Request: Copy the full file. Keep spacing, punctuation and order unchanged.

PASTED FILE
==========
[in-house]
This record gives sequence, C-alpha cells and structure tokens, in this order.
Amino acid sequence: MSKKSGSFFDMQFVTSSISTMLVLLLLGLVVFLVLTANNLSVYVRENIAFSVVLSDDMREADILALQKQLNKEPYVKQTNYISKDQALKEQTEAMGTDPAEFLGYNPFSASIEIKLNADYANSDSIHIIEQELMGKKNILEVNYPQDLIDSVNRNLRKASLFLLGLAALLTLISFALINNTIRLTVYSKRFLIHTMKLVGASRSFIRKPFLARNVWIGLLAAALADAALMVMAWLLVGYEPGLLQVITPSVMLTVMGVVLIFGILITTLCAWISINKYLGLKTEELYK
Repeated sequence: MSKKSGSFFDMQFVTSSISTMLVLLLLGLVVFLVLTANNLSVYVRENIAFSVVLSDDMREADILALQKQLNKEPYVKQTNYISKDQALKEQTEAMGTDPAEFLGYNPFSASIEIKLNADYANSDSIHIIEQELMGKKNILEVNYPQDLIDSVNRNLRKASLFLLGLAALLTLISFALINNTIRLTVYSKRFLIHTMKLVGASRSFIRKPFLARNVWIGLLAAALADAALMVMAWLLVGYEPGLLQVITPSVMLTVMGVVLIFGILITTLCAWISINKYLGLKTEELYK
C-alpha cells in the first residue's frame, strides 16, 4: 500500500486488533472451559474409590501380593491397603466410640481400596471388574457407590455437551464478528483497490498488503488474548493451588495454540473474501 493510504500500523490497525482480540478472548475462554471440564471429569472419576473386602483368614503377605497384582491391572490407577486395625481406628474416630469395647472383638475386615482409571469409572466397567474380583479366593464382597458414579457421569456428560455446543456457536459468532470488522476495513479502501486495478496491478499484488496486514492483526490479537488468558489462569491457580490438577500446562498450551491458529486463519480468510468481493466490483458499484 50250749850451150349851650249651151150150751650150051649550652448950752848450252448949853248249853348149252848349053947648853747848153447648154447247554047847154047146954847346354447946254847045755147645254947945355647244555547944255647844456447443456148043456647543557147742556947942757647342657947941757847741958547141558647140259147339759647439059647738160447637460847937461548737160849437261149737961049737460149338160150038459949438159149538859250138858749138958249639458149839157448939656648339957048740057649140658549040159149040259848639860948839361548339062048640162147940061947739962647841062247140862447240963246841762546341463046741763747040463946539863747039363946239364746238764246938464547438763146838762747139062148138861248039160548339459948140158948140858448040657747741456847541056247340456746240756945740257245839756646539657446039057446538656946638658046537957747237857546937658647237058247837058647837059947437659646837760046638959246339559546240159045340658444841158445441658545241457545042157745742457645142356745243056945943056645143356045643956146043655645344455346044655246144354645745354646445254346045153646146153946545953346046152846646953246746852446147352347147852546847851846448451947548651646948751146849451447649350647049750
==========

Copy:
[in-house]
This record gives sequence, C-alpha cells and structure tokens, in this order.
Amino acid sequence: MSKKSGSFFDMQFVTSSISTMLVLLLLGLVVFLVLTANNLSVYVRENIAFSVVLSDDMREADILALQKQLNKEPYVKQTNYISKDQALKEQTEAMGTDPAEFLGYNPFSASIEIKLNADYANSDSIHIIEQELMGKKNILEVNYPQDLIDSVNRNLRKASLFLLGLAALLTLISFALINNTIRLTVYSKRFLIHTMKLVGASRSFIRKPFLARNVWIGLLAAALADAALMVMAWLLVGYEPGLLQVITPSVMLTVMGVVLIFGILITTLCAWISINKYLGLKTEELYK
Repeated sequence: MSKKSGSFFDMQFVTSSISTMLVLLLLGLVVFLVLTANNLSVYVRENIAFSVVLSDDMREADILALQKQLNKEPYVKQTNYISKDQALKEQTEAMGTDPAEFLGYNPFSASIEIKLNADYANSDSIHIIEQELMGKKNILEVNYPQDLIDSVNRNLRKASLFLLGLAALLTLISFALINNTIRLTVYSKRFLIHTMKLVGASRSFIRKPFLARNVWIGLLAAALADAALMVMAWLLVGYEPGLLQVITPSVMLTVMGVVLIFGILITTLCAWISINKYLGLKTEELYK
C-alpha cells in the first residue's frame, strides 16, 4: 500500500486488533472451559474409590501380593491397603466410640481400596471388574457407590455437551464478528483497490498488503488474548493451588495454540473474501 493510504500500523490497525482480540478472548475462554471440564471429569472419576473386602483368614503377605497384582491391572490407577486395625481406628474416630469395647472383638475386615482409571469409572466397567474380583479366593464382597458414579457421569456428560455446543456457536459468532470488522476495513479502501486495478496491478499484488496486514492483526490479537488468558489462569491457580490438577500446562498450551491458529486463519480468510468481493466490483458499484 50250749850451150349851650249651151150150751650150051649550652448950752848450252448949853248249853348149252848349053947648853747848153447648154447247554047847154047146954847346354447946254847045755147645254947945355647244555547944255647844456447443456148043456647543557147742556947942757647342657947941757847741958547141558647140259147339759647439059647738160447637460847937461548737160849437261149737961049737460149338160150038459949438159149538859250138858749138958249639458149839157448939656648339957048740057649140658549040159149040259848639860948839361548339062048640162147940061947739962647841062247140862447240963246841762546341463046741763747040463946539863747039363946239364746238764246938464547438763146838762747139062148138861248039160548339459948140158948140858448040657747741456847541056247340456746240756945740257245839756646539657446039057446538656946638658046537957747237857546937658647237058247837058647837059947437659646837760046638959246339559546240159045340658444841158445441658545241457545042157745742457645142356745243056945943056645143356045643956146043655645344455346044655246144354645745354646445254346045153646146153946545953346046152846646953246746852446147352347147852546847851846448451947548651646948751146849451447649350647049750